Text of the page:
Some of the newly opened banks in California are zeroing in on the sacred ground of the statewide lending giants: small and medium-size businesses. In the process, they are bending over backward to accommodate business customers with such attractions as faster decisions on loans, deposits' pickup, and hot-line telephones to bank officers' homes.
"There is an entrepreneurial revival in this country and it's at a peak in California in three places -- the peninsula in San Francisco, north of Sacramento, and right here in the San Gabriel Valley," points out Dale E. Walter , president of Bank of Industry, in the community of City of Industry.
The audience sought by Bank of Industry, which opened last March, is any person who owns a business with $1 million to $10 million in annual sales, says Mr. Walter, former president of Redwood Bank, San Francisco. "We're after a certain market segment that is rather limited."
City of Industry is unusual, compared with other communities around the nation, because the residential population in its 10-square-mile area is only 664. The employment population is about 50,000, however, since the city lives up to its name with more than 700 companies doing business there.
Meanwhile, another independent bank, operating in the shadow of major financial institutions in downtown Los Angeles, is seeking business from a wide area. "Many business people do not really need the convenience of a local bank, " mentions Bob Kummer, chairman of the First Business Bank, which started in May.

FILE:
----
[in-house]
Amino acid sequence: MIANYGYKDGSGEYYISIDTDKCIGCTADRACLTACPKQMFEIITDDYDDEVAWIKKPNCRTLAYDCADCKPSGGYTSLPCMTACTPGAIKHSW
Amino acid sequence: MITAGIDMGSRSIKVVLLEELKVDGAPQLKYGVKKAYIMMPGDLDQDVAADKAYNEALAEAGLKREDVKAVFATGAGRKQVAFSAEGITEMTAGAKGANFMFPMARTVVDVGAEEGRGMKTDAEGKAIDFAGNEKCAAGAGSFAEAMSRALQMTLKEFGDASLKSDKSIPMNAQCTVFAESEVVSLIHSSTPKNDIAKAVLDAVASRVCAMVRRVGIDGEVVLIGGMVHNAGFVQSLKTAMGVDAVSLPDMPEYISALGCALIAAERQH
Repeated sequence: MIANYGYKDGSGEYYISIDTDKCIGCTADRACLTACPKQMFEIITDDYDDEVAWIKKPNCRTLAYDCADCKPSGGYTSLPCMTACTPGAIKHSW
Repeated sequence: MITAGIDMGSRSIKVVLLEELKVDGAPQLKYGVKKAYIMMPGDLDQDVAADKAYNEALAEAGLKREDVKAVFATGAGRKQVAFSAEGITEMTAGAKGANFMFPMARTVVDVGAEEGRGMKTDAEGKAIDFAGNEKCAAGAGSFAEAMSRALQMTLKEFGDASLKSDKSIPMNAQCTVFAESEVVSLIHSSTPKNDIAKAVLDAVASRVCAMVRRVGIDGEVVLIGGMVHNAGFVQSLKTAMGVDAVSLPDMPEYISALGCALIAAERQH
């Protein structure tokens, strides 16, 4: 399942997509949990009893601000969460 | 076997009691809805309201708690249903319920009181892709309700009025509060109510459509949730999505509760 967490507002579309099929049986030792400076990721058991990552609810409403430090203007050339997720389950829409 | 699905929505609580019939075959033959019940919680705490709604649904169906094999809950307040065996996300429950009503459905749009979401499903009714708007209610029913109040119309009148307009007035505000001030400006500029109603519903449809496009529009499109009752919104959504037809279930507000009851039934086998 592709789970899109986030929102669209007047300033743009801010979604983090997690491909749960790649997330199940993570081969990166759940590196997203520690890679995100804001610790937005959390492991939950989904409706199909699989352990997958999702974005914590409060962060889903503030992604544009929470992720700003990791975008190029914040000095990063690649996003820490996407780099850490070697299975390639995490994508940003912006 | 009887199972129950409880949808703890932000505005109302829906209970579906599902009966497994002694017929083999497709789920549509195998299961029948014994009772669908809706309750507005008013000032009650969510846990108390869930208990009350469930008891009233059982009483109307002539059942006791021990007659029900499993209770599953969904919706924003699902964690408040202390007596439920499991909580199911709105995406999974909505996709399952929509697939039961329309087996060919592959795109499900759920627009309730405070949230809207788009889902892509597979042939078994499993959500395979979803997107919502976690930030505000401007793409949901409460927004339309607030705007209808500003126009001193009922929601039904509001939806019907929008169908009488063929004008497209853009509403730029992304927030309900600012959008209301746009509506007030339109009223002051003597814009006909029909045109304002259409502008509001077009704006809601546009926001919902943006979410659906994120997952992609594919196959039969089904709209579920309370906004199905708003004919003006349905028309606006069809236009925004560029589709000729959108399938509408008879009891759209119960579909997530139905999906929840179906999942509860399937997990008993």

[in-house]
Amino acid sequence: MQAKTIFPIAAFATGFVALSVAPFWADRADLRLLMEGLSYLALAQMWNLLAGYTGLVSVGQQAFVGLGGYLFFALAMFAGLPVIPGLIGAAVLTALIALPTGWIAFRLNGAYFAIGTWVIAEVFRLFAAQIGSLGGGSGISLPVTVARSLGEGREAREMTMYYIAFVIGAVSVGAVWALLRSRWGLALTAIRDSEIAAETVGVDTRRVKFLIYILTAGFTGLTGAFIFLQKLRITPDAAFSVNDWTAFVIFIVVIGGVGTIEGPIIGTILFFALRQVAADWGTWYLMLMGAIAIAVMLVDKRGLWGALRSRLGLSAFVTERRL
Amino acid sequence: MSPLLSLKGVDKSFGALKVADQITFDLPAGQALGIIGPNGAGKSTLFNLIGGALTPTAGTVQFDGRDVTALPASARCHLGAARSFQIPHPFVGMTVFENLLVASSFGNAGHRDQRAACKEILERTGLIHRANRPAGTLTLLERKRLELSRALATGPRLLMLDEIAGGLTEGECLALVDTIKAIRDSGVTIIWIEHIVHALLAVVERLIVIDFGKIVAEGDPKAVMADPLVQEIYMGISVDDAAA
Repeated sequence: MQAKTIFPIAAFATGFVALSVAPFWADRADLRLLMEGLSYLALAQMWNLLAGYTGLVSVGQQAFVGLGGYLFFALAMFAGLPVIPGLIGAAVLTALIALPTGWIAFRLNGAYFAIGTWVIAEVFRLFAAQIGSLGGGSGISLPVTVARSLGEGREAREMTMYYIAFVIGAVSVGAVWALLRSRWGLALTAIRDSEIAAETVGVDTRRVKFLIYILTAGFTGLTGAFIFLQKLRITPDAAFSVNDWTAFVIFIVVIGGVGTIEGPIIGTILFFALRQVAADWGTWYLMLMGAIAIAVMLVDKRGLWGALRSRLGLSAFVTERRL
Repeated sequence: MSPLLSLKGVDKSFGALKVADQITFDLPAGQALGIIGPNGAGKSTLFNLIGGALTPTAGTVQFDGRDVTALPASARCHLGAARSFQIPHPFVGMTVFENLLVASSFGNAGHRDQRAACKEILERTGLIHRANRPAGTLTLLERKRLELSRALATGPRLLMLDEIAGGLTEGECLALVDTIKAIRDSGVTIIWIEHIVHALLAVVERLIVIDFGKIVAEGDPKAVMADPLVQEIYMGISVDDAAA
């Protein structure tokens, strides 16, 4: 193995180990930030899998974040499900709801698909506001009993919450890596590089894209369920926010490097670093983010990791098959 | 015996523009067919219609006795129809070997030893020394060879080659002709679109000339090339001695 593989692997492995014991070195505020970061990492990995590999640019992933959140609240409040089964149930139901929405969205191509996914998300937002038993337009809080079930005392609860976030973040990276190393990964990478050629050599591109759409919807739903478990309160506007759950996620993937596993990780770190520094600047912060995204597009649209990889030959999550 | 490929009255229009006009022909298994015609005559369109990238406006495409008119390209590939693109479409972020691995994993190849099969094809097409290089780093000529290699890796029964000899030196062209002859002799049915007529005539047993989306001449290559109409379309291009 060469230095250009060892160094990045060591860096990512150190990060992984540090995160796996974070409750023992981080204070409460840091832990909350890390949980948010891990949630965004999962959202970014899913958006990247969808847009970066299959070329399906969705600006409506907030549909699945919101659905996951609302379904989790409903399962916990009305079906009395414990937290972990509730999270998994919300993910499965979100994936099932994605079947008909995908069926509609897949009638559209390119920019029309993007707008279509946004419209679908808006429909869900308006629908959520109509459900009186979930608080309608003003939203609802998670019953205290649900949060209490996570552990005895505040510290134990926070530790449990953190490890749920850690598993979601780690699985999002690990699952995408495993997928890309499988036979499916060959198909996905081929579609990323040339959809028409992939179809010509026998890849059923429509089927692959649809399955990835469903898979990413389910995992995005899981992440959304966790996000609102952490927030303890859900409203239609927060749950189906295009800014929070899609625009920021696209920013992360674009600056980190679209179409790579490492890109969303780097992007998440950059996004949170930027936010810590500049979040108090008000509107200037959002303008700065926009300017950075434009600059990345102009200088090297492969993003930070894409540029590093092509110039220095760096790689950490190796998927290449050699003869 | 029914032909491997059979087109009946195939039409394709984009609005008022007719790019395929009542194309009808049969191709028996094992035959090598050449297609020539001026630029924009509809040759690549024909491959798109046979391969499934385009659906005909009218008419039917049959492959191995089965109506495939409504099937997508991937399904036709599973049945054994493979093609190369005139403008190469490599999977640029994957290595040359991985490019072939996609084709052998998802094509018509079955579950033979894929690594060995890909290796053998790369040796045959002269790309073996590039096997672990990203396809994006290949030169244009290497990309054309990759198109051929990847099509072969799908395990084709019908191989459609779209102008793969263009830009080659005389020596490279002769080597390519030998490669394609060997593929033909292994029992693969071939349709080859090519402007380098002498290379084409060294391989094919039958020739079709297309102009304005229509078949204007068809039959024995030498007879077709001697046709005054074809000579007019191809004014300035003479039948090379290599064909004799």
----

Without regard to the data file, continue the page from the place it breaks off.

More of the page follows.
"The important thing is a close, personal relationship with a bank, not how close it is geographically," he emphasizes. "The answer to credit decisions is frequently not in the financial statements but rather is based on the banker's personal knowledge and evaluation of the individual's integrity and creditworthiness."
Bank officer accessibility, especially in time of need, is vital too, Mr. Kummer adds. So First Business Bank extends customer contact off hours through hot-line telephones into homes of the four top officers. Kummer claims no other bank in the country offers such a service. His bank also provides daily bonded courier service, picking up deposits, to about 60 percent of business customers within a 100-mile range.
Another newcomer cuts through the time machine by not having a formal loan committee, a fixture with most other banks. In dealing with business and professional firms, Wilshire Bank of Los Angeles is "going all out to streamline banking operations," says the president, Larry G. Frampton."Our primary focus is on meeting customer needs and opportunities rather than dwelling on bank standard procedures."
Loan documents at the bank, which opened in August, are two pages or less, and there is no arbitrary demand to sign personal guarantees on business loans, Mr. Frampton stresses. "Each loan customer will meet with an officer who has authority to say 'yes.'"